Negative Imagination (20 September 1988)

Gurdjieff often spoke of the dangers of uncontrolled imagination. So far as I can see, it was Ouspensky who formulated the concept of “negative imagination.” In this first exploration of the topic, I will set out something about imagination, then I shall briefly turn to negative imagination, and then finish with some material from Mr Adie.

About imagination, the first point is that it has both a positive or constructive side, and a negative or denying side. In Russia, Gurdjieff noted that to become a true monk, it was necessary to have “very strong religious emotions and a very strong religious imagination …” (In Search of the Miraculous, 46). This points to imagination as the capacity to represent to oneself what is not present, to conceive in the mind a picture of what is not there. By itself, this ability is neutral; but is either useful, neutral, or harmful, depending on the purpose it serves and whether it is directed with judgment, or is uncontrolled, functioning automatically. In the case of a monk, it is valuable if he can conceive images which positively stimulate his faculties, strengthen him in the troubles of life, and fill him with good qualities.

Gurdjieff is reported to have said:

‘Imagination’ is one of the principal sources of the wrong work of centres. Each centre has its own form of imagination and daydreaming, but as a rule both the moving and the emotional centres make use of the thinking centre which very readily places itself at their disposal for this purpose, because daydreaming corresponds to its own inclinations. Daydreaming is absolutely the opposite of ‘useful’ mental activity. ‘Useful’ in this case means activity directed towards a definite aim and undertaken for the sake of obtaining a definite result. Daydreaming does not pursue any aim, does not strive after any result. The motive for daydreaming always lies in the emotional or in the moving centre. The actual process is carried on by the thinking centre. … Daydreaming of disagreeable, morbid things is very characteristic of the unbalanced state of the human machine. After all, one can understand daydreaming of a pleasant kind and find logical justification for it. Daydreaming of an unpleasant character is an utter absurdity. And yet many people spend nine tenths of their lives in just such painful daydreams about misfortunes which may overtake them or their family, about illnesses they may contract or sufferings they will have to endure. Imagination and daydreaming are instances of the wrong work of the thinking centre. (Miraculous, 111)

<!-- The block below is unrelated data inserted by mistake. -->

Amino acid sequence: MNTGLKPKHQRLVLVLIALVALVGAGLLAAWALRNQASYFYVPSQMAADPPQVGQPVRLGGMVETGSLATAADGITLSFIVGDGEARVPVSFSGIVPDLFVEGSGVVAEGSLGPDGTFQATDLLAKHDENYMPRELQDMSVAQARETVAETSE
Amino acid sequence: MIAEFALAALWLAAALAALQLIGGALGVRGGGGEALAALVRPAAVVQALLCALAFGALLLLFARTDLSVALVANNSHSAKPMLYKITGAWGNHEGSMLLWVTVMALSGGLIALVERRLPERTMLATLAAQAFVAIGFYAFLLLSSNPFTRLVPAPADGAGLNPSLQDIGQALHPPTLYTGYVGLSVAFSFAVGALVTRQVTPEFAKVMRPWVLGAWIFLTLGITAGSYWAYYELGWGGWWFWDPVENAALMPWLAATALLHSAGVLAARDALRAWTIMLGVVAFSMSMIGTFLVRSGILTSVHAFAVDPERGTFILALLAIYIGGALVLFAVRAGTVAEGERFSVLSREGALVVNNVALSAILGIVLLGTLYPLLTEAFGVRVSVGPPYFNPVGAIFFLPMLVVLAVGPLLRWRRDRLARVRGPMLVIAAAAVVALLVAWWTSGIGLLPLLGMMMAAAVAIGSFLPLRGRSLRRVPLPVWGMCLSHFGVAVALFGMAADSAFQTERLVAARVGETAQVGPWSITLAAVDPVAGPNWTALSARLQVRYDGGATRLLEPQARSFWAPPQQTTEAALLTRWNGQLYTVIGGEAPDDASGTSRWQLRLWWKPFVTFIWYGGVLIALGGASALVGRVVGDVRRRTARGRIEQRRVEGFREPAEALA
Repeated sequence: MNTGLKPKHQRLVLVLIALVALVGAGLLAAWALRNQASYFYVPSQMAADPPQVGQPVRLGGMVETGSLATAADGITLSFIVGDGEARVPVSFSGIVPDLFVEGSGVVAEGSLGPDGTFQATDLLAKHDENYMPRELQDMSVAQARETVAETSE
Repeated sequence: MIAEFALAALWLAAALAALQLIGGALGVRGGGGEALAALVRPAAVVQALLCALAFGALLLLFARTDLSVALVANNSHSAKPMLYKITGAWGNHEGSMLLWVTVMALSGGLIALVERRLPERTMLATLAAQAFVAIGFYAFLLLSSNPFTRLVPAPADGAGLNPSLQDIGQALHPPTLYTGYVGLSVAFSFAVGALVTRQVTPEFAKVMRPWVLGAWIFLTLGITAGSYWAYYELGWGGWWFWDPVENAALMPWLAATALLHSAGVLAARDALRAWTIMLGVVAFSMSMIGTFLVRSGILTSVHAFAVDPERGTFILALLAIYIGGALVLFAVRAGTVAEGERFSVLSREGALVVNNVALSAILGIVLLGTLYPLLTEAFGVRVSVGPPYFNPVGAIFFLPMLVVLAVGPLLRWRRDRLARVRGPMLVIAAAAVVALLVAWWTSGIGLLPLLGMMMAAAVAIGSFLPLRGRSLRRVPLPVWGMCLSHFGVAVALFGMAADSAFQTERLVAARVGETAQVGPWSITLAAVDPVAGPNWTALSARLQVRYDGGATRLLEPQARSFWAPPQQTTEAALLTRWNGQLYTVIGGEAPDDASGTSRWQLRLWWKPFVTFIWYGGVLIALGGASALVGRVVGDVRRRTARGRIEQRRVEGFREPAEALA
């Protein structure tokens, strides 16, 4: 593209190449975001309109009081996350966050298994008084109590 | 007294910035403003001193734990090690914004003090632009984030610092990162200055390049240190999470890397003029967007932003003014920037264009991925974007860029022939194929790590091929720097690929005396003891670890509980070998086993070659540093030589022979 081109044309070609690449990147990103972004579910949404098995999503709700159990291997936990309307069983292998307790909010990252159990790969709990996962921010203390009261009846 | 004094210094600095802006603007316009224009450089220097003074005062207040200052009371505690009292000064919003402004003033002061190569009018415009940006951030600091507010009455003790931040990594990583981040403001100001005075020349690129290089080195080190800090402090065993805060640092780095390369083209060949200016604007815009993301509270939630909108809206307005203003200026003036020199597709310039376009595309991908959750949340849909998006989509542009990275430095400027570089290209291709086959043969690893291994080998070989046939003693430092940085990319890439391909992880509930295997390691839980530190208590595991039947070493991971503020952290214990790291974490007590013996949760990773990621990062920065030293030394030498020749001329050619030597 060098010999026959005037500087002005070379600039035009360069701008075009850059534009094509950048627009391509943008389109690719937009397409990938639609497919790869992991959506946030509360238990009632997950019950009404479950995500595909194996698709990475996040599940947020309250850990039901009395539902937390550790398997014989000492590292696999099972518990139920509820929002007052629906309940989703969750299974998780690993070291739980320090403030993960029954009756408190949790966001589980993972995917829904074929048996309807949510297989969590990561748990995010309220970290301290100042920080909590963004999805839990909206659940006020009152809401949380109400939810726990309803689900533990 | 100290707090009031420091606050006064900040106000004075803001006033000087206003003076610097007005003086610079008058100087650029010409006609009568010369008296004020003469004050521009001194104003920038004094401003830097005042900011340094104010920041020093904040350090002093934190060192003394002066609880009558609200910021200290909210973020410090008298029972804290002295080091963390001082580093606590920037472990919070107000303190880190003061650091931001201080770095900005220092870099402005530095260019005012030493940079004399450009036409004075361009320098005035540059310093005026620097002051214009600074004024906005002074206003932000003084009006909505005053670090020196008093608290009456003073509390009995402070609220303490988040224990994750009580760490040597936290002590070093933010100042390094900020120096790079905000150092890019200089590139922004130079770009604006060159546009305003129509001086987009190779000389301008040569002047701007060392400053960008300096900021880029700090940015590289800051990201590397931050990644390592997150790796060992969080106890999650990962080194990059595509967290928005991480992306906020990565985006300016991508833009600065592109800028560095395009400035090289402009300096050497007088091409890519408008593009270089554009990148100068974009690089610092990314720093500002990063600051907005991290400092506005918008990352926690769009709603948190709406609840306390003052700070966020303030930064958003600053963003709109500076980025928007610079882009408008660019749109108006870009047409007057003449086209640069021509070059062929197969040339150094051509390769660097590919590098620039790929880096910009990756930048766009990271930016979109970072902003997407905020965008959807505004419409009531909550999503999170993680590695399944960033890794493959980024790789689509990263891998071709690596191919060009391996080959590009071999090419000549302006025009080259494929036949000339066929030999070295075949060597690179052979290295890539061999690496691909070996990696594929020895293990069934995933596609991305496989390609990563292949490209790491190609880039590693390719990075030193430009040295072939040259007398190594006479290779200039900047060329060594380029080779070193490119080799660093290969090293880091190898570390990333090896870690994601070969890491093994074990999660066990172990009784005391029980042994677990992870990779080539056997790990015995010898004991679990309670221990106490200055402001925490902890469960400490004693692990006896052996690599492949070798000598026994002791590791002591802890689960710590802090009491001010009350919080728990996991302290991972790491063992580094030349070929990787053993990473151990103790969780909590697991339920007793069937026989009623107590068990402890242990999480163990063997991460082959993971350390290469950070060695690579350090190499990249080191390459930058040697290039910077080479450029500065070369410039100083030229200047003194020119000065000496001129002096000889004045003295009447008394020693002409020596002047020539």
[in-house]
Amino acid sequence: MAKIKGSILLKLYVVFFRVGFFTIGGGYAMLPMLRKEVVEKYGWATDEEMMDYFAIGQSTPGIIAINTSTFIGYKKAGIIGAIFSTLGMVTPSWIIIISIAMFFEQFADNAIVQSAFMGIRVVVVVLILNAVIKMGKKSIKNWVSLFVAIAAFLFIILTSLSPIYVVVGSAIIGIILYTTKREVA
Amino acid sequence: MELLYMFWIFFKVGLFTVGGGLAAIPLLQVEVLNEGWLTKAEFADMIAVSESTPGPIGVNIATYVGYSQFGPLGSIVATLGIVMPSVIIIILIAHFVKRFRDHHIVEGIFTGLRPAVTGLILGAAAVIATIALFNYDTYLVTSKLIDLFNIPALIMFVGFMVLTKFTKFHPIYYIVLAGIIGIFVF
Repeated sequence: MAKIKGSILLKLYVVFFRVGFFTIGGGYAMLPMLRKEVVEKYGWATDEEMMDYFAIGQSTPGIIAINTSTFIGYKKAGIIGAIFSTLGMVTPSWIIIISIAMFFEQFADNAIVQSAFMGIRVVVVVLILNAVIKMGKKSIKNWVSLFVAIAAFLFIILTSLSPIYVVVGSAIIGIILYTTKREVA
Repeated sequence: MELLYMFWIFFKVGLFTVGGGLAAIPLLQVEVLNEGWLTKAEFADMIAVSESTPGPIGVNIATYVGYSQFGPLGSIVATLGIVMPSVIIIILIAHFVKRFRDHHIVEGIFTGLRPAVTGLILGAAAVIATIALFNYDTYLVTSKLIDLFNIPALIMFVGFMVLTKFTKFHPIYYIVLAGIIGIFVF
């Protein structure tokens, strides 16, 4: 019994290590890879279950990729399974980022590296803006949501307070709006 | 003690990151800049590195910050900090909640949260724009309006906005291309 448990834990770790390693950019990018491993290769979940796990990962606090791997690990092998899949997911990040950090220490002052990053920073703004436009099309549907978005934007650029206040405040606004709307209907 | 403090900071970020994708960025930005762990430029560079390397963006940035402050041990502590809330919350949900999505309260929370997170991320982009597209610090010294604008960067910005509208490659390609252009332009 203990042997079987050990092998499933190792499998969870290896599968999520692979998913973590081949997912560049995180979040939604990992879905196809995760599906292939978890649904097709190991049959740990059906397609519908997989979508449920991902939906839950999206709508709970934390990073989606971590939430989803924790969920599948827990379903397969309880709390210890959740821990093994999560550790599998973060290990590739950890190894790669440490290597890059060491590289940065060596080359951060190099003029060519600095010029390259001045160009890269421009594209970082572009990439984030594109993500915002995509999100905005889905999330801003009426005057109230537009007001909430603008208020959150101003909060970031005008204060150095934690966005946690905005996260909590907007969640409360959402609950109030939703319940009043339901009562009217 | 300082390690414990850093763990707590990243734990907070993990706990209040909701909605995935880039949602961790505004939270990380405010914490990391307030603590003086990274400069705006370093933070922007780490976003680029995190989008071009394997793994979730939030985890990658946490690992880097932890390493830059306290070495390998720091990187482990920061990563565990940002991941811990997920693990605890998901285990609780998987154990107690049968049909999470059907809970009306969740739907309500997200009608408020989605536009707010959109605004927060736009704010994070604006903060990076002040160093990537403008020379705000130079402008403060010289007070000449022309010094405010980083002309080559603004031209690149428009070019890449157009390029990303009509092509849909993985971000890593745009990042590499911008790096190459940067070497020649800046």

In The Fourth Way, Ouspensky makes mention of a particular type of daydreaming: negative imagination. It is, he said:

imagining all kinds of unpleasant things, torturing oneself, imagining all the things that might happen to you or other people – things like that; it takes different forms. Some people imagine different illnesses, some imagine accidents, others imagine misfortunes. (The Fourth Way, 9-10).

Again, we must return to this in future posts. But now I will present an exchange with Mr Adie on Tuesday 20 September 1988.